How Do Parents Affect Your Players’ Mindset?

How Do Parents Affect Your Players’ Mindset?

Mindset Definition

As coaches we do what we can with the time we have to mold players into the type of players we think they can become. We want to create players that can handle disappointments, setbacks, and failure. This is a huge lesson for players to learn not only on the field but for the game of life where there is sure to be more of the same. Failure and the message parents send affect the efforts we as coaches put in. Sometimes it seems like one step forward and two steps back. Use this article to try to get parents to realize how they talk to they sons or daughters can negatively affect them in the future and undermine where their strength will come from in the future.

Undoubtedly during the season every one of your players will have a bad night. Could be a 0 for 4 night, not in the starting line-up, losing a game to a big rival, hosed on a call by the umpire, made two errors that lead to a big inning, etc., etc. The list goes on and on. Substitute your own creative night that has it’s own mix of failure.

How coaches and parents respond to these events is crucial to a player’s development.

As parents we want to protect our sons and daughters from failure. We want to boost their self-esteem. Our responses may help with the immediate problem of a player’s disappointment but can be detrimental and very harmful to their mindset in the long run.

Consider the following responses to any of the situations above which I am absolutely sure has been told to players after the game is over on the car ride home, on the phone, or once their are home by parents.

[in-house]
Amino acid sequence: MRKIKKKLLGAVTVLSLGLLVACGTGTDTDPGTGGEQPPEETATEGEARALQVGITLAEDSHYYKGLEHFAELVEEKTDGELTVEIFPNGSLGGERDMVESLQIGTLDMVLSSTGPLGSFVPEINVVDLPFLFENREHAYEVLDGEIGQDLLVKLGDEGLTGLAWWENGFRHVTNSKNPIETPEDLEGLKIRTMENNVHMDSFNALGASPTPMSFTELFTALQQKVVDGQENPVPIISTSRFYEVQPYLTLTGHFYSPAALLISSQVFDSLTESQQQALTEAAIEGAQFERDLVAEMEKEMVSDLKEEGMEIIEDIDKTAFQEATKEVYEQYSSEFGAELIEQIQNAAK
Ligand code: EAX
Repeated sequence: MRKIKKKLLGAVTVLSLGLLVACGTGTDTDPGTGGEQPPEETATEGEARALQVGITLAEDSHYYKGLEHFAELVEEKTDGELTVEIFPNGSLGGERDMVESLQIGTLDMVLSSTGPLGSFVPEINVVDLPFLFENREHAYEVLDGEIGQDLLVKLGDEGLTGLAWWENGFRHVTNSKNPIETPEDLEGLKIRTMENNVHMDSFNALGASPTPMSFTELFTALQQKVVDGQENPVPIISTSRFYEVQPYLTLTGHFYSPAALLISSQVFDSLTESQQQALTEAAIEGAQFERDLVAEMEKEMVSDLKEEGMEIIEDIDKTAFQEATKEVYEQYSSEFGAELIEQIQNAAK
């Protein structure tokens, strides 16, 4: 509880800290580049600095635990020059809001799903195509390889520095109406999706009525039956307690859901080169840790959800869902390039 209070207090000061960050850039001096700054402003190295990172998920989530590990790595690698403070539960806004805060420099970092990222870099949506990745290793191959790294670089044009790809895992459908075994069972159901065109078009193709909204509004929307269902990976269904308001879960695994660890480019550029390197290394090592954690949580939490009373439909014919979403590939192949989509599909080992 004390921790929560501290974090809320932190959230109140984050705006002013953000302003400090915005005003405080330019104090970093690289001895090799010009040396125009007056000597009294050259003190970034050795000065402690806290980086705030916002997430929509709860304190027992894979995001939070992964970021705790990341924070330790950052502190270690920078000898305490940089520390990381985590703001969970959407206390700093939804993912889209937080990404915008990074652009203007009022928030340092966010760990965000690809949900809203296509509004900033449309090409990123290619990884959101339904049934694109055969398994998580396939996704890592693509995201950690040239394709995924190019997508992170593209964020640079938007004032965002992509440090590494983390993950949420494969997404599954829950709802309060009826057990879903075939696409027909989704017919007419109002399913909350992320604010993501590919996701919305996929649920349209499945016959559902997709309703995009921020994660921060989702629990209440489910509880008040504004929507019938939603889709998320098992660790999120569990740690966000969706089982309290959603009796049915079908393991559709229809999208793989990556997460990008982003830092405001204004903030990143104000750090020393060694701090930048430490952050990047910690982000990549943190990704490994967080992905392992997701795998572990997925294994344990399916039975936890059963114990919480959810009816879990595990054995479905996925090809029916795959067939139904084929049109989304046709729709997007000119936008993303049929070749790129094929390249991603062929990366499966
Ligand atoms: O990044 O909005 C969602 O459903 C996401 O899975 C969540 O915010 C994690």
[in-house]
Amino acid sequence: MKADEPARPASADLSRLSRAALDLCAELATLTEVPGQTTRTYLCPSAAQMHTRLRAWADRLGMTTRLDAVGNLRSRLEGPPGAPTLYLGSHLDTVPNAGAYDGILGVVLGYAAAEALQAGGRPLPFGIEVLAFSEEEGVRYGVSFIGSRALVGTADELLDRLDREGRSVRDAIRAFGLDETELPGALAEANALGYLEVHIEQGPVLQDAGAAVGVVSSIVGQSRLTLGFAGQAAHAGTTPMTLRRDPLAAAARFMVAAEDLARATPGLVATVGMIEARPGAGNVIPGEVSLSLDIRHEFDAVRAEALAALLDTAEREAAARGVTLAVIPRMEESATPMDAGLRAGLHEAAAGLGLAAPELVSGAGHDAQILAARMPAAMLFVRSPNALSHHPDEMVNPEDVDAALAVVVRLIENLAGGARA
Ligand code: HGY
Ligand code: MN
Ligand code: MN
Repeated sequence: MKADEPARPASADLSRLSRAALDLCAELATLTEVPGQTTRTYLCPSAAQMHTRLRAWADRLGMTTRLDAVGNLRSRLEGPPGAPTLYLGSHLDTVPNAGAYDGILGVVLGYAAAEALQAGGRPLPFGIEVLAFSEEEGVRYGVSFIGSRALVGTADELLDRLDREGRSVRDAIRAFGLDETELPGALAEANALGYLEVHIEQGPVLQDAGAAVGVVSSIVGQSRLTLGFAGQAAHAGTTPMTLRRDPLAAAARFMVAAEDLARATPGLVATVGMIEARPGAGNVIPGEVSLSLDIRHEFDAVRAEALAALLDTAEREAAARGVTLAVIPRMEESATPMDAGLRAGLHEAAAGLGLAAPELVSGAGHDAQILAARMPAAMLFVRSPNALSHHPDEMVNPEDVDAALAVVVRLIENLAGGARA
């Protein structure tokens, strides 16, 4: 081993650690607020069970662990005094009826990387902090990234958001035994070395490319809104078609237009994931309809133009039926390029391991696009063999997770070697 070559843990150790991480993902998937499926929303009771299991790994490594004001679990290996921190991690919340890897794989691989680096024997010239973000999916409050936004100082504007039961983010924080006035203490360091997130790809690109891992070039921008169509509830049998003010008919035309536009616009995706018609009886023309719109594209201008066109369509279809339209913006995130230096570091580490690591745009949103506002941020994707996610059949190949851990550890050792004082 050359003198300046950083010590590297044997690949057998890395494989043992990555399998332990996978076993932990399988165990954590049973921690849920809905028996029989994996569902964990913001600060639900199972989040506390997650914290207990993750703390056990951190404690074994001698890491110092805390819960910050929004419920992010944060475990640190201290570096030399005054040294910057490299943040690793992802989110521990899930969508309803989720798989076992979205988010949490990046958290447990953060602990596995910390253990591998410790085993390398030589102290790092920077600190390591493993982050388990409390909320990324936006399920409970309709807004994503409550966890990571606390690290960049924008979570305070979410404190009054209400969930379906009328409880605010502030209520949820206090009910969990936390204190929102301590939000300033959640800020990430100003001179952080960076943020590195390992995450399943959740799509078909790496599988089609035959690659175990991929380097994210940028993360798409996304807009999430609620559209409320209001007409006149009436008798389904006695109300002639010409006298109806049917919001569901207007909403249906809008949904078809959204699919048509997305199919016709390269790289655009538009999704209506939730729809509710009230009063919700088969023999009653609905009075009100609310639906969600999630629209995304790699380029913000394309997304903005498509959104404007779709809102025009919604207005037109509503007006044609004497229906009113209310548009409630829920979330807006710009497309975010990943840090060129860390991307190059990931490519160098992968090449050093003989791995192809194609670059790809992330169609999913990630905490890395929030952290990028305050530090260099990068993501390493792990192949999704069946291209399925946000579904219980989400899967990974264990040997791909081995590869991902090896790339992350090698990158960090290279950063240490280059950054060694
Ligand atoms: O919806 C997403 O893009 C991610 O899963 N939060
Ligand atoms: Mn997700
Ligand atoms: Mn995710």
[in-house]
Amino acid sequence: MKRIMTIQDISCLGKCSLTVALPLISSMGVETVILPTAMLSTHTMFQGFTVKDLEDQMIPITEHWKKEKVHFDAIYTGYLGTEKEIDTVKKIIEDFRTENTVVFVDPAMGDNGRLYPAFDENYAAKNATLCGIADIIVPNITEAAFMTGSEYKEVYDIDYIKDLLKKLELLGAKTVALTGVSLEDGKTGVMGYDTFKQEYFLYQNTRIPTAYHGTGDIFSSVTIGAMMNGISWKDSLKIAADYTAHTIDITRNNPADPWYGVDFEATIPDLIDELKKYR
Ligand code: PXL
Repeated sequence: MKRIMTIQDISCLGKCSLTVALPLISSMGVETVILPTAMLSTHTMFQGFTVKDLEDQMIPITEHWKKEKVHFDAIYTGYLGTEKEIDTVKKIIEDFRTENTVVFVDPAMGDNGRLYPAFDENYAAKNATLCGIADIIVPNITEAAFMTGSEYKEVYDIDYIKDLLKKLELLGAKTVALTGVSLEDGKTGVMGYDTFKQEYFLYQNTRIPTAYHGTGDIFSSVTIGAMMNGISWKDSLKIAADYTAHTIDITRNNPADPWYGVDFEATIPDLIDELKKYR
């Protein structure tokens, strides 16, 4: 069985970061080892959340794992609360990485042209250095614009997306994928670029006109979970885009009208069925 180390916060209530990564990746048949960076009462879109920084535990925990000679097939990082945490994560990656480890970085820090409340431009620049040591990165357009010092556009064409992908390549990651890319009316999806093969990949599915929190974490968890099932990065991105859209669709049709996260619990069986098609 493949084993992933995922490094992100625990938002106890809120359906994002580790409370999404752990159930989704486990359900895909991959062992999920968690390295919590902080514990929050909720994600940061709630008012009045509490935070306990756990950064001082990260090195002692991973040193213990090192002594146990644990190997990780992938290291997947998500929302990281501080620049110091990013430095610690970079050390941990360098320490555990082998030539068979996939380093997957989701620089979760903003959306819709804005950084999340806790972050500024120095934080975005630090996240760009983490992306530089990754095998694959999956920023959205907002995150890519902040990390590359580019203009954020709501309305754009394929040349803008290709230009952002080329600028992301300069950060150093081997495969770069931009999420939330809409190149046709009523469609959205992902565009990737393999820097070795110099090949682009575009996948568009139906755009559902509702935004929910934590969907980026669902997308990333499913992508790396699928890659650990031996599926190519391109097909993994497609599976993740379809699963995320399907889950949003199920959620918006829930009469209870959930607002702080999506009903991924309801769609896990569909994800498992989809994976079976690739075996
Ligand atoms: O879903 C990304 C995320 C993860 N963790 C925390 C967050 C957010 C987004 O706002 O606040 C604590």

1)   “I thought you were the best.” This is an insincere statement that you know is not true and so does your son or daughter. If they were the best they would have won the game or been in the starting line-up. This offers no real solution on how to improve and recover from the situation either.

2)   “You were robbed.” This statement places blame on others for their shortcomings. When the real issue is not with the umpire or coach but with their performance or lack-there-of. As a parent do you want to have your son or daughter grow up blaming others and making excuses for when things don’t go their way?

3)   “Baseball/Softball doesn’t matter.” This teaches players to devalue something if things don’t well.

4)   “You have the ability.” May be the most dangerous response of all. Does ability automatically take you to the top or where you want to go? Gives them a sense that if they have the ability now and things didn’t go their way why will it next time or if they have ability now will it ever get better in the future?

5)   “You didn’t deserve to win.” “You didn’t deserve to play.” Comes off extremely hardhearted under the circumstances of failure. But I would encourage you all to take this route. Not only does it support the facts of what happened during the game or decision by the coach it also opens the door for growth instead of slamming it shut with blame, excuses, or pity. Tell your son or daughter that if they are to play better in the future and compete against better competition they will have to out work their past. If this is something they really want then they will really have to work for it even if it already seems like they have been. More may be required.


This is the most constructive way to approach this because it is the truth and gives ways to help your son or daughter succeed in the future by learning from their failures. Remember failure is never final. To F.A.I.L. is the First Attempt In Learning. It is ok to sympathize with their disappointment but not give a phony boost, which will only lead to more disappointments in the future.

Feel free to print this off and have players’ parents read this article. The better players/coaches/parents can be about being honest about growth the more strides they will make at becoming the best version of themselves. We must embrace the adversity, learn from it as 1-Pitch Warriors.



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